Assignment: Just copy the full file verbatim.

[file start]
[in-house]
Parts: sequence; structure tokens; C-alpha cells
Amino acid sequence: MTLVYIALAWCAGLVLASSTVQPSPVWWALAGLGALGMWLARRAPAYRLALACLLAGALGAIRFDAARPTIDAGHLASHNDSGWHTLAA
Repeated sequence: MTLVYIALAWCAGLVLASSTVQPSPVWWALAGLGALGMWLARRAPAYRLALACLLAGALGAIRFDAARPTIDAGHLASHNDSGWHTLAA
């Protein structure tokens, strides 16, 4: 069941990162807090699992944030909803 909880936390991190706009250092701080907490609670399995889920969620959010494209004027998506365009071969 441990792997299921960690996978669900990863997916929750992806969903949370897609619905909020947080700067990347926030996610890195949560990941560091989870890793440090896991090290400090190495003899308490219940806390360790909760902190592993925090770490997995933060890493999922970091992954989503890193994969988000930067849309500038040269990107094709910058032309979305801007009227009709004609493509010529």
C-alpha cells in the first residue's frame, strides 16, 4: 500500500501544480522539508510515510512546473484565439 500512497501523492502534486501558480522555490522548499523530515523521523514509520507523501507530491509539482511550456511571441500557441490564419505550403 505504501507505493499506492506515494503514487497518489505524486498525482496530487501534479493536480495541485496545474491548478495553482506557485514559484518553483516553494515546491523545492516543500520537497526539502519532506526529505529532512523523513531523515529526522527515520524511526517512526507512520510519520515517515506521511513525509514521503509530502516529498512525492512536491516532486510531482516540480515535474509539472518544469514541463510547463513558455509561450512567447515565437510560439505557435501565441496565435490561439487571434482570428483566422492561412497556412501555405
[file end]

[in-house]
Parts: sequence; structure tokens; C-alpha cells
Amino acid sequence: MTLVYIALAWCAGLVLASSTVQPSPVWWALAGLGALGMWLARRAPAYRLALACLLAGALGAIRFDAARPTIDAGHLASHNDSGWHTLAA
Repeated sequence: MTLVYIALAWCAGLVLASSTVQPSPVWWALAGLGALGMWLARRAPAYRLALACLLAGALGAIRFDAARPTIDAGHLASHNDSGWHTLAA
């Protein structure tokens, strides 16, 4: 069941990162807090699992944030909803 909880936390991190706009250092701080907490609670399995889920969620959010494209004027998506365009071969 441990792997299921960690996978669900990863997916929750992806969903949370897609619905909020947080700067990347926030996610890195949560990941560091989870890793440090896991090290400090190495003899308490219940806390360790909760902190592993925090770490997995933060890493999922970091992954989503890193994969988000930067849309500038040269990107094709910058032309979305801007009227009709004609493509010529």
C-alpha cells in the first residue's frame, strides 16, 4: 500500500501544480522539508510515510512546473484565439 500512497501523492502534486501558480522555490522548499523530515523521523514509520507523501507530491509539482511550456511571441500557441490564419505550403 505504501507505493499506492506515494503514487497518489505524486498525482496530487501534479493536480495541485496545474491548478495553482506557485514559484518553483516553494515546491523545492516543500520537497526539502519532506526529505529532512523523513531523515529526522527515520524511526517512526507512520510519520515517515506521511513525509514521503509530502516529498512525492512536491516532486510531482516540480515535474509539472518544469514541463510547463513558455509561450512567447515565437510560439505557435501565441496565435490561439487571434482570428483566422492561412497556412501555405